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Introduction

This tutorial is the first part of a long (hopefully interesting) serial. In this serial we create a game step by step with Crystal Space. Every step will have a detailed description, with source code of course. I assume, you’ve read (at least) the first three tutorial in the Crystal Space Manual, when not, please, do it first. I assume it too, you can build a new (working) CS application in your system, and you don’t have issues when running CS apps in general.

Cally in the maze(Cim) will be a small, but real game. It will contents anything, that full games have: GUI, background music, sound effects, story line, debug console, cheat mode, simply rules, load/save system, hall of fame, and installer (on Windows) or install script (on Linux, tested on Suse 10.0). Cally in the maze falls under the LGPL license.

My main system is WindowsXP with MSVC 8 Express.

I use the latest stable version of Crystal Space (currently 1.0RC2).


Step One: Creating a Python console

The simpmap tutorial is a good starting point to begin Cally In The Maze. It has 3d graphics, collision detection, map loading,so ideal for us. Here is the code (I changed the class name only):

//cim.h

ifndef __CIM_H__
#define __CIM_H__

#include <crystalspace.h>

class cimGame : public csApplicationFramework, public csBaseEventHandler
{
private:
	
  bool Setup ();

  /// A pointer to the 3D engine.
  csRef<iEngine> engine;

  /// A pointer to the map loader plugin.
  csRef<iLoader> loader;

  ///A pointer to the 2d renderer plugin.
  csRef<iGraphics2D> g2d;

  /// A pointer to the 3D renderer plugin.
  csRef<iGraphics3D> g3d;

  /// A pointer to the keyboard driver.
  csRef<iKeyboardDriver> kbd;

  /// A pointer to the virtual clock.
  csRef<iVirtualClock> vc;

  /// A pointer to the collision detection system.
  csRef<iCollideSystem> cdsys;

  /// A pointer to the view which contains the camera.
  csRef<iView> view;

  /// A pointer to the sector the camera will be in.
  iSector* room;

  /// Our collider used for gravity and CD.
  csColliderActor collider_actor;

  /**
   * Handle keyboard events - ie key presses and releases.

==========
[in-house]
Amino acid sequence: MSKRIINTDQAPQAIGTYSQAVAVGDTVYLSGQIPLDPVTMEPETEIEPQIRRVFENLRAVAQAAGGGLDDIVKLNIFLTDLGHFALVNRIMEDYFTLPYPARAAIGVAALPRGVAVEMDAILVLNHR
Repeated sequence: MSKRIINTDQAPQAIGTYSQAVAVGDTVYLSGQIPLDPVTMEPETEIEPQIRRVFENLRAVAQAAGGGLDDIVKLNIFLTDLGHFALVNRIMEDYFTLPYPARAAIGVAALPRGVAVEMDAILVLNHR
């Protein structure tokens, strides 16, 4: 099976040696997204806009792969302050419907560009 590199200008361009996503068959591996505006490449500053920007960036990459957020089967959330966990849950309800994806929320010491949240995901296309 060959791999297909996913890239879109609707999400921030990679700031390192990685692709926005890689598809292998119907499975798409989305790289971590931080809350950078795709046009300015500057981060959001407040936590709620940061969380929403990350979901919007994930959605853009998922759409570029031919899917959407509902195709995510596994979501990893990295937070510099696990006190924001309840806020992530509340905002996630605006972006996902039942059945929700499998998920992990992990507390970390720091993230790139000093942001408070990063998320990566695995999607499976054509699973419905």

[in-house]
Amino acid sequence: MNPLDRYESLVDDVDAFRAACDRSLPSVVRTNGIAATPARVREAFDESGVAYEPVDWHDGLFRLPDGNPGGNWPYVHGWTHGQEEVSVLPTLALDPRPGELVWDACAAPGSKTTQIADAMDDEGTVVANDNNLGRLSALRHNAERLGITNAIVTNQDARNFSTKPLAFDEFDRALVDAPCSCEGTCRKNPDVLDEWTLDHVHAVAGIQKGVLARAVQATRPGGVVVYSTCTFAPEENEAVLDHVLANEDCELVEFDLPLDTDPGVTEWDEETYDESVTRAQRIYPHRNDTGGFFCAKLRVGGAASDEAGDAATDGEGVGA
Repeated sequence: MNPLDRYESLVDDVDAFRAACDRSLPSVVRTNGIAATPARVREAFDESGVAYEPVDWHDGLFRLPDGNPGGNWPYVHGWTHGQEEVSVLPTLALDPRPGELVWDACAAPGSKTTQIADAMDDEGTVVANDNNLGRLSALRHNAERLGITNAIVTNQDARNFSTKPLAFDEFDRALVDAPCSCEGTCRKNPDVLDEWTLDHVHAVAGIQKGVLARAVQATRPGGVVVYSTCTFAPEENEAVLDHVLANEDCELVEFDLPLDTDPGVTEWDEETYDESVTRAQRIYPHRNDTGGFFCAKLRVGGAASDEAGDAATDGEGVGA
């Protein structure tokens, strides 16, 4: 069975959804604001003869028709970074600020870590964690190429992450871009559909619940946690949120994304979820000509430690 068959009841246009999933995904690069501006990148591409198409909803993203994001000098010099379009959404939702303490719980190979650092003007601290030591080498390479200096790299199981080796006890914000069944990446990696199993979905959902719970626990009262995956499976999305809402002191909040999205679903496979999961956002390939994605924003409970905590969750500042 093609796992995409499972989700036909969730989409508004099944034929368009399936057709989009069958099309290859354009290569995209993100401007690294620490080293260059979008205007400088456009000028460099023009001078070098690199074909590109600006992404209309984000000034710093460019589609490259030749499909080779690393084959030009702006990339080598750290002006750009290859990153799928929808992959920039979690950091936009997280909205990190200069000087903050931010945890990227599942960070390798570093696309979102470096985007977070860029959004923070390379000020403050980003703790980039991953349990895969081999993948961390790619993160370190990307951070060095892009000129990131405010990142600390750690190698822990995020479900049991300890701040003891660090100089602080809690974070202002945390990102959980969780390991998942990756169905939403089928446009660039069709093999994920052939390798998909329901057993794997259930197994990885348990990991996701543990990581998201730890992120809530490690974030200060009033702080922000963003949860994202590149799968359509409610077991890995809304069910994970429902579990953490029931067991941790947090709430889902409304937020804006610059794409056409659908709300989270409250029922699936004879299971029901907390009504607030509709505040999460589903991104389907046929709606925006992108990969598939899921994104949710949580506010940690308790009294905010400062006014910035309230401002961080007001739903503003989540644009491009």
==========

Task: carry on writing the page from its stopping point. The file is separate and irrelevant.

* This routine is called from the event handler in response to a 
   * csevKeyboard event.
   */
  bool OnKeyboard (iEvent&);

  /**
   * Setup everything that needs to be rendered on screen. This routine
   * is called from the event handler in response to a csevProcess
   * broadcast message.
   */
  void ProcessFrame ();
    
  /**
   * Finally render the screen. This routine is called from the event
   * handler in response to a csevFinalProcess broadcast message.
   */
  void FinishFrame ();
    
  /// Here we will load our world from a map file.
  bool LoadMap ();

public:

  /// Construct our game. This will just set the application ID for now.
  cimGame ();

  /// Destructor.
  ~cimGame ();

  /// Final cleanup.
  void OnExit ();

  /**
   * Main initialization routine. This routine will set up some basic stuff
   * (like load all needed plugins, setup the event handler, ...).
   * In case of failure this routine will return false. You can assume
   * that the error message has been reported to the user.
   */
  bool OnInitialize (int argc, char* argv[]);

  /**
   * Run the application.
   * First, there are some more initialization (everything that is needed 
   * by cimGame1 to use Crystal Space), then this routine fires up the main
   * event loop. This is where everything starts. This loop will  basically
   * start firing events which actually causes Crystal Space to function.
   * Only when the program exits this function will return.
   */
  bool Application ();

  CS_EVENTHANDLER_NAMES ("crystalspace.cim")
  CS_EVENTHANDLER_NIL_CONSTRAINTS
};

#endif

And here is the .cpp file:



/*
    cim.cpp
*/

#include "cim.h"

CS_IMPLEMENT_APPLICATION

//-----------------------------------------------------------------------------

cimGame::cimGame ()
{
  SetApplicationName ("CrystalSpace.cim");
}

cimGame::~cimGame ()
{
}

bool cimGame::Setup ()
{
  // Now get the pointer to various modules we need. We fetch them
  // from the object registry. The RequestPlugins() call we did earlier
  // registered all loaded plugins with the object registry.
  // The virtual clock.
  g3d = CS_QUERY_REGISTRY (GetObjectRegistry(), iGraphics3D);
  if (!g3d) return ReportError ("Failed to locate 3D renderer!");

  g2d = CS_QUERY_REGISTRY (GetObjectRegistry(), iGraphics2D);
  if (!g3d) return ReportError ("Failed to locate 2D renderer!");

  engine = CS_QUERY_REGISTRY (GetObjectRegistry(), iEngine);
  if (!engine) return ReportError ("Failed to locate 3D engine!");

  vc = CS_QUERY_REGISTRY (GetObjectRegistry(), iVirtualClock);
  if (!vc) return ReportError ("Failed to locate Virtual Clock!");

  kbd = CS_QUERY_REGISTRY (GetObjectRegistry(), iKeyboardDriver);
  if (!kbd) return ReportError ("Failed to locate Keyboard Driver!");

  loader = CS_QUERY_REGISTRY (GetObjectRegistry(), iLoader);
  if (!loader) return ReportError ("Failed to locate Loader!");

  cdsys = CS_QUERY_REGISTRY (GetObjectRegistry(), iCollideSystem);